Total Miles – 113.3
Rain – no
Sleep – Backcountry tent
Animals – rabbits, horned lizard

Friday April 27th – CDT Day 7

Quiet night, but slept poorly. Cooler and cloudy this morning. 

Todays walk started off easy. Forested hillsides with little Elevation change. Lots of places to camp just off trail on soft sand. 

After an hours hike I reached hwy 90. I had a few bars of cell signal but no data. I called my dad to hash out the logistics for my resupply box in Pie Town before moving on. 

Gopher Snake

The next section was enjoyable… New terrain, nice views and easy. So easy that I wasn’t paying attention to my footing and almost stepped on a snake. It looked poisonous at first but upon closer inspection, it lacked the diamond head and rattle. Gopher snake. Still, don’t want to step on it and get bit. 

I liked the views over the next couple hours. Rolling hills, trees and occasional grassland. Not stunning but a really nice walk in a unique looking environment. 

I came across a cooler full of pop and beer for CDT hikers near the jacks peak /burro peak trailhead. Yay! I helped myself to a pop and moved on. 

Now the trail begins to climb. A lot. And climbs some more. Now there are pine trees, first I’ve seen on the CDT. 

Soon enough I was near the top of Jack’s peak. There’s some campsites up here and foundations of old buildings. At the summit is several cell towers. Apparently none for AT&T though, as I had no data. 

Taking a break below Burro Peak first 8,000ft mountain on the trail

Next the trail dips briefly before heading back up to burro peak. Not a great summit view with the vegetation, but still a decent. It’s just over 8000ft, the highest yet on the CDT. 

Really nice walk through pine forest coming down from burro. I stopped for a break at the first nice view, and man was it a good one. And wouldn’t you know it, I had cell service and LTE now! Perfect. 

After my break, I had a decision to make. Take the cut off trail through deadmans canyon or head towards Burro Mountain Homestead. I need water, and mud spring is near the junction of the two trails, so that’s where I headed.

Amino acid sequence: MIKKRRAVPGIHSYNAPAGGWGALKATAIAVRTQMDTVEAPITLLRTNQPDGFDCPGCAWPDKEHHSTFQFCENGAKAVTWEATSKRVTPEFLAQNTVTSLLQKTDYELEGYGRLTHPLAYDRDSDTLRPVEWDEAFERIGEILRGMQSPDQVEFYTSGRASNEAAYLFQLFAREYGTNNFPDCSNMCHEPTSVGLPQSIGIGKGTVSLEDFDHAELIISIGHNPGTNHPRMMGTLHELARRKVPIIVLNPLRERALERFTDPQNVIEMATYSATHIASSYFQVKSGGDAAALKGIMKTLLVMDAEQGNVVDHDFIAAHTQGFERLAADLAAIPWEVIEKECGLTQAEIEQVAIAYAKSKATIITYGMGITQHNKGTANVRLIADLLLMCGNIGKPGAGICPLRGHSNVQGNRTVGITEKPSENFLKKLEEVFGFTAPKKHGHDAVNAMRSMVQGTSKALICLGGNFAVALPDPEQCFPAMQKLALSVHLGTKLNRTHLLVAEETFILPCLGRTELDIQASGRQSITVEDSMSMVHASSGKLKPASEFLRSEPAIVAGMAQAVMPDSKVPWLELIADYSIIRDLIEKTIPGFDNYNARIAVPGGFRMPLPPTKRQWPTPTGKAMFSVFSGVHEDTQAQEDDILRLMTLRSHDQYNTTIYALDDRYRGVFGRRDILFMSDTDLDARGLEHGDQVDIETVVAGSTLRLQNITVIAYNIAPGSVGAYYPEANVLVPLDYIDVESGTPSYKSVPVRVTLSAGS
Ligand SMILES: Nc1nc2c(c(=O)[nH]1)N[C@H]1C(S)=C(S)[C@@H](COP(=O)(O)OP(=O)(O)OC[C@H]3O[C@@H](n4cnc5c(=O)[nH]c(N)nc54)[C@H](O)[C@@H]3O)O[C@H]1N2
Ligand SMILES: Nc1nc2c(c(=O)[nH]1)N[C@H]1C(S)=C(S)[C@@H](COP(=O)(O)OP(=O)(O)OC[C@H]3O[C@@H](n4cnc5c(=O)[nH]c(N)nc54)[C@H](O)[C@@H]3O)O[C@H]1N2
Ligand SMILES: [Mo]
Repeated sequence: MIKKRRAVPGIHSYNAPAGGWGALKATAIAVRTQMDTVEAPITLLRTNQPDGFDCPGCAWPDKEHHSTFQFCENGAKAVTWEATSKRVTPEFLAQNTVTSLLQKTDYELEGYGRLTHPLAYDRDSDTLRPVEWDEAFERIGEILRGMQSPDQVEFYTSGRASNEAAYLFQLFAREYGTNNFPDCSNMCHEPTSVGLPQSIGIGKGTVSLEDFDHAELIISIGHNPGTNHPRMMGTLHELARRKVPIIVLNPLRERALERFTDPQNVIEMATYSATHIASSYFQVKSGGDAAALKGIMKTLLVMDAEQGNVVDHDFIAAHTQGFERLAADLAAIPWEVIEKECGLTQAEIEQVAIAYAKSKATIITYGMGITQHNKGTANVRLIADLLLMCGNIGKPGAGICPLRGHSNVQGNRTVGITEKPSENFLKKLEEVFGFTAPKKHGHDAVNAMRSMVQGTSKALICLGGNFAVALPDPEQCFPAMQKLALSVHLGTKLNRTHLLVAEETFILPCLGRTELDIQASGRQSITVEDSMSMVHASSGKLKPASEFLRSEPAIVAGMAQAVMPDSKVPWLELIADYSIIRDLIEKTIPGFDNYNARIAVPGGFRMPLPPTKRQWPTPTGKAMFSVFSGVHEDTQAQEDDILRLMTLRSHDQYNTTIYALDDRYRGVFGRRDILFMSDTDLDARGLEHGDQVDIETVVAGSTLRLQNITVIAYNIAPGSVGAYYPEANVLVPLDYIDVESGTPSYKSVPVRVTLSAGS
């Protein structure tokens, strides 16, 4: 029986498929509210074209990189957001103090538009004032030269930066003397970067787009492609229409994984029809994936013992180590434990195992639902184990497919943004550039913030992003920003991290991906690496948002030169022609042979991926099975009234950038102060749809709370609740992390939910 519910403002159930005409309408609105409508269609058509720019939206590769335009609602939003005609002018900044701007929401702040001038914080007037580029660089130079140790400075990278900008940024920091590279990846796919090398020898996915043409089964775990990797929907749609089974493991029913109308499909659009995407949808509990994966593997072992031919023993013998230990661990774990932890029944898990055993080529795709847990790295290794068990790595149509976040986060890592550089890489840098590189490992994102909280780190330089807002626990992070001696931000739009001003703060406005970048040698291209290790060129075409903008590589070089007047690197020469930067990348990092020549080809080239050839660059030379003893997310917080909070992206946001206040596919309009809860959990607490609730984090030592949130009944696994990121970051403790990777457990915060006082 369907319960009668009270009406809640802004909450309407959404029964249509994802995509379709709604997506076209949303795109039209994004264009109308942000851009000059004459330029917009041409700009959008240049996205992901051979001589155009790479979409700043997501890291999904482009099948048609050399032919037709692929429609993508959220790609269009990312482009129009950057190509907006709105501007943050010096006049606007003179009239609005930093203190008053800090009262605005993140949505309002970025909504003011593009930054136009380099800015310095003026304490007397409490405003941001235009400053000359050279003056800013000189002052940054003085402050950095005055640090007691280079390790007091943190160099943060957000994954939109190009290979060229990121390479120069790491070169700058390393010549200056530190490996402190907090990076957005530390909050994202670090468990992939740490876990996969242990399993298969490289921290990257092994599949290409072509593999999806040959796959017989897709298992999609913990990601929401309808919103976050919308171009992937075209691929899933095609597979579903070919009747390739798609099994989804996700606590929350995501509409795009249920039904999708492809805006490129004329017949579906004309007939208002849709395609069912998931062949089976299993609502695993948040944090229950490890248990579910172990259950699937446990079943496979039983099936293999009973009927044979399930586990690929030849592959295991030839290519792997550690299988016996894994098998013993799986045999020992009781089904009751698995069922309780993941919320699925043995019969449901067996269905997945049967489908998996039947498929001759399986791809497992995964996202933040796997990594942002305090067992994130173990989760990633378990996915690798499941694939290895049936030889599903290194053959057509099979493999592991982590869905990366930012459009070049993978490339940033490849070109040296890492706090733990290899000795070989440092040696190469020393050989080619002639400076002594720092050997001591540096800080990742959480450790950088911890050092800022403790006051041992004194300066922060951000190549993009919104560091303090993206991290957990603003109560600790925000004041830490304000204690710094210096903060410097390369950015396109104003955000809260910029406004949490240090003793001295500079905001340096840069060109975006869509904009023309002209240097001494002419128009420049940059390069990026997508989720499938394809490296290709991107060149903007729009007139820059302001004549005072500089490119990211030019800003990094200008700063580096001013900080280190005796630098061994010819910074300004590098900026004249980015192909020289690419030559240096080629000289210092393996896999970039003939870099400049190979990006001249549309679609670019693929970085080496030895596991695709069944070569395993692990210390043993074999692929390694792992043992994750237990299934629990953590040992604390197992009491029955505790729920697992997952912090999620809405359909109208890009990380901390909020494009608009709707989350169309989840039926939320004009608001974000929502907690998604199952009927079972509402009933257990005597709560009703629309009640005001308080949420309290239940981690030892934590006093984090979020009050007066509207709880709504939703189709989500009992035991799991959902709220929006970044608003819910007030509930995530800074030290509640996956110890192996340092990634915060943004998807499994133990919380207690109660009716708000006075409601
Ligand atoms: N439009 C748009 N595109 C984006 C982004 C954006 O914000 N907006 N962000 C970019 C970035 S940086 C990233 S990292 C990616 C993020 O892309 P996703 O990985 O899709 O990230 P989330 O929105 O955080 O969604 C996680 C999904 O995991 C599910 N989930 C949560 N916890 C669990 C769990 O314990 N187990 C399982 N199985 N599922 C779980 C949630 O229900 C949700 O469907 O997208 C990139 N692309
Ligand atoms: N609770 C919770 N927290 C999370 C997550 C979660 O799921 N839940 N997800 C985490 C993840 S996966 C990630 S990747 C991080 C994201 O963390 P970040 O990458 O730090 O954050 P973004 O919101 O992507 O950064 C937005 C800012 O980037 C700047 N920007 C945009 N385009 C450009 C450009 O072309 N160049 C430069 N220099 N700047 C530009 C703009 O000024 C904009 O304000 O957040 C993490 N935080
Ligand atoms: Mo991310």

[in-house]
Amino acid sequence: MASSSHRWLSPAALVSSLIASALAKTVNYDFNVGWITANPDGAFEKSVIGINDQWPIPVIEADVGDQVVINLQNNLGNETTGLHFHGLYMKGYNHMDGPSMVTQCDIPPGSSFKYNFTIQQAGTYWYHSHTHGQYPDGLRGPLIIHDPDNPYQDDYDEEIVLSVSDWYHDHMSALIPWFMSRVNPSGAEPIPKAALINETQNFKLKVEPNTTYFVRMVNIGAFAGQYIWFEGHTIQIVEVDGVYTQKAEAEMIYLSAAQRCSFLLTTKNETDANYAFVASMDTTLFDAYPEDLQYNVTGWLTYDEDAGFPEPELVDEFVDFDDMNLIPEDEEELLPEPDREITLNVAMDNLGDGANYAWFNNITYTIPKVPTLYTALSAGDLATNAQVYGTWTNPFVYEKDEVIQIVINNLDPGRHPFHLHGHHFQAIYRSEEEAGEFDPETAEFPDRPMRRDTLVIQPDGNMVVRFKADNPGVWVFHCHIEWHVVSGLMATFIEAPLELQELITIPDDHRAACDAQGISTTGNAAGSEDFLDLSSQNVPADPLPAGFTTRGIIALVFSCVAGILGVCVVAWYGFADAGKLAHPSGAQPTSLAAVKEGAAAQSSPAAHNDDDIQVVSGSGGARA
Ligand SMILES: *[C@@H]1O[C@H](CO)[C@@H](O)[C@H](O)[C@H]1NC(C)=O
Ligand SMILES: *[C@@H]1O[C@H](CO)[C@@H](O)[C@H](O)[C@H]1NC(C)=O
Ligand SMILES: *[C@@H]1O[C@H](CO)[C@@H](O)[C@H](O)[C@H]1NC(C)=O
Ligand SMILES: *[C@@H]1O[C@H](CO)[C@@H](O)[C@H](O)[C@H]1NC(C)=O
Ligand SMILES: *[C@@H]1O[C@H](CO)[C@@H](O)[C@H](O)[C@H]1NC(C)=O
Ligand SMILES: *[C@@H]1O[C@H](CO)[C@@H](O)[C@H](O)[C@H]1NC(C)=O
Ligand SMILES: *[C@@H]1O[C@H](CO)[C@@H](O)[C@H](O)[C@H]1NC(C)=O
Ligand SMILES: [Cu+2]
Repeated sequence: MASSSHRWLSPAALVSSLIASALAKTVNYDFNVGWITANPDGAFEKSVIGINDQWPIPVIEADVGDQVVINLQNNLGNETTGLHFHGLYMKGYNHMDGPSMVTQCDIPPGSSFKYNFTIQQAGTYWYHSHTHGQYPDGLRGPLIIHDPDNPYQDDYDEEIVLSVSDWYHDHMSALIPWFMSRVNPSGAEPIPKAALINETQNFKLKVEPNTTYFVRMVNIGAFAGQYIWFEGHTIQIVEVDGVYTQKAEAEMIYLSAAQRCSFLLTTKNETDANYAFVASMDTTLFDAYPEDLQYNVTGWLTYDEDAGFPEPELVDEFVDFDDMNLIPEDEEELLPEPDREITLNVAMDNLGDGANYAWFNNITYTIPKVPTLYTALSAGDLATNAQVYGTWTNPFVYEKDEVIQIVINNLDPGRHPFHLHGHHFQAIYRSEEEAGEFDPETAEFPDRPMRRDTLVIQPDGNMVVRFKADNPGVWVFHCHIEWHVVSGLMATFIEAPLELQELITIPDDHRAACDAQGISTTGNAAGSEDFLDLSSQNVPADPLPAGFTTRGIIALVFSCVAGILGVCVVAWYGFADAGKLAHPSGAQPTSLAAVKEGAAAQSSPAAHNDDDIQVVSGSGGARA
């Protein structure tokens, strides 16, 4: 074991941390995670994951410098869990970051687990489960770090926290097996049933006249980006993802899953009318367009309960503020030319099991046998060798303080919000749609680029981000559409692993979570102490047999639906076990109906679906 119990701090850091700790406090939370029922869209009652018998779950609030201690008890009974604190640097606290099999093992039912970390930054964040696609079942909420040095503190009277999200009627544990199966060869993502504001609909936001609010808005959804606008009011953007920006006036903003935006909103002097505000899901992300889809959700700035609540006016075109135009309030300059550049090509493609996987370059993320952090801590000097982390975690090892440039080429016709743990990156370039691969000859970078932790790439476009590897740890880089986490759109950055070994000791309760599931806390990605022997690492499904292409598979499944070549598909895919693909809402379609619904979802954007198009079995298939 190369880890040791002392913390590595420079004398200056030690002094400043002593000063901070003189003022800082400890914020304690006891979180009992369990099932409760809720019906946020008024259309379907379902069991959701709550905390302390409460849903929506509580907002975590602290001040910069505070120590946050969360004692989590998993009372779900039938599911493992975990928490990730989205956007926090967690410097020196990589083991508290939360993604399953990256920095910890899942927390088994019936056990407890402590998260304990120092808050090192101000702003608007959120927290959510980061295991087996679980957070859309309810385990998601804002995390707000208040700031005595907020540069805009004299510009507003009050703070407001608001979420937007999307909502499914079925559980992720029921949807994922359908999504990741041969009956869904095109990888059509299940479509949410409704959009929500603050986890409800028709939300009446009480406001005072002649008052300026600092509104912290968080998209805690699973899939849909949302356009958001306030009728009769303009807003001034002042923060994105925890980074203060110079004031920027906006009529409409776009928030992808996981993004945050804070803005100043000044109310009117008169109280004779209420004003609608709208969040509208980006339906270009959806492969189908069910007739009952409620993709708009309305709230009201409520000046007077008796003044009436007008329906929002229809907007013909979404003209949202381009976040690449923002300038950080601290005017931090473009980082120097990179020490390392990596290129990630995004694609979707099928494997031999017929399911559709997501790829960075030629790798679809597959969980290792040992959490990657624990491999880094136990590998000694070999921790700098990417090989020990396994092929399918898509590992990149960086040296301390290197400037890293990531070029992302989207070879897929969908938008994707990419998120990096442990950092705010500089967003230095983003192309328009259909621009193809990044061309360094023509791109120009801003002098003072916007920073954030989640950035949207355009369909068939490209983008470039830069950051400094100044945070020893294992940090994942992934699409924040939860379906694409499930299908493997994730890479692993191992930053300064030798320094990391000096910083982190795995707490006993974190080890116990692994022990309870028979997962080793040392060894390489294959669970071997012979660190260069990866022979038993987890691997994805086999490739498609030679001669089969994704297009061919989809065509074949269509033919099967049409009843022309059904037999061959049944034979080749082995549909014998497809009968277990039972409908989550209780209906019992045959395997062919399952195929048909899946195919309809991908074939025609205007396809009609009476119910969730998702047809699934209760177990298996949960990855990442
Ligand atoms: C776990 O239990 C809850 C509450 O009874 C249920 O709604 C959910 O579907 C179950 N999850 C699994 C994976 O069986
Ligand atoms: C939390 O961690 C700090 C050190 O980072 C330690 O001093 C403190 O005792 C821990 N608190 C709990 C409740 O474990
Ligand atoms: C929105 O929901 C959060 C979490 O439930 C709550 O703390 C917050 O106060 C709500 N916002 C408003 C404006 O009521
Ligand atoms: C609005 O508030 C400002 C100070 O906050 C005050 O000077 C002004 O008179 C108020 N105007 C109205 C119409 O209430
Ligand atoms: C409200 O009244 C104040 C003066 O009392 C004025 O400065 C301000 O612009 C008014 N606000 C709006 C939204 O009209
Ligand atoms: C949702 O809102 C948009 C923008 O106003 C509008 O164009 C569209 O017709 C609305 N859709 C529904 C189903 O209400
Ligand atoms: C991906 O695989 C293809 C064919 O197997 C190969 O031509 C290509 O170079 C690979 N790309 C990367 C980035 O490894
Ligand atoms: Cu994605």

I spent about Half hour looking for mud spring before realizing it’s along the trail and not down the mountain off trail like my GPS coordinates indicated. The spring looked like a campground fire ring filled with water. You’d want to filter this, but I opted to wait… Thinking I’ll stay the night at the homestead. Just yesterday, Wayne at the burro mountain homestead posted on the CDT Facebook page that a certain area is open to CDT hikers for free tent camping, along with water and free shower. Can’t beat that! 

I passed a hiker named cracker on the way. He gave me his map of the homestead and told me the office is closed. It’s basically an rv park /campground /trailer park, but had pretty good amenities. I set up my tent in the “orchard” along orchard drive. The shower felt amazing after such a long day! 

Miles – 25.4
Total Miles – 138.7
Rain – no
Sleep – rv Park /campground in tent
Animals – rabbits, deer, gopher snake

Saturday April 28th – CDT Day 8

I was pretty sore this morning and got a bit slower start. I can’t wait swap my foam sleeping pad for the inflatable, just as soon as the threat of thorny plants and cacti subsidies. Then I’ll sleep better.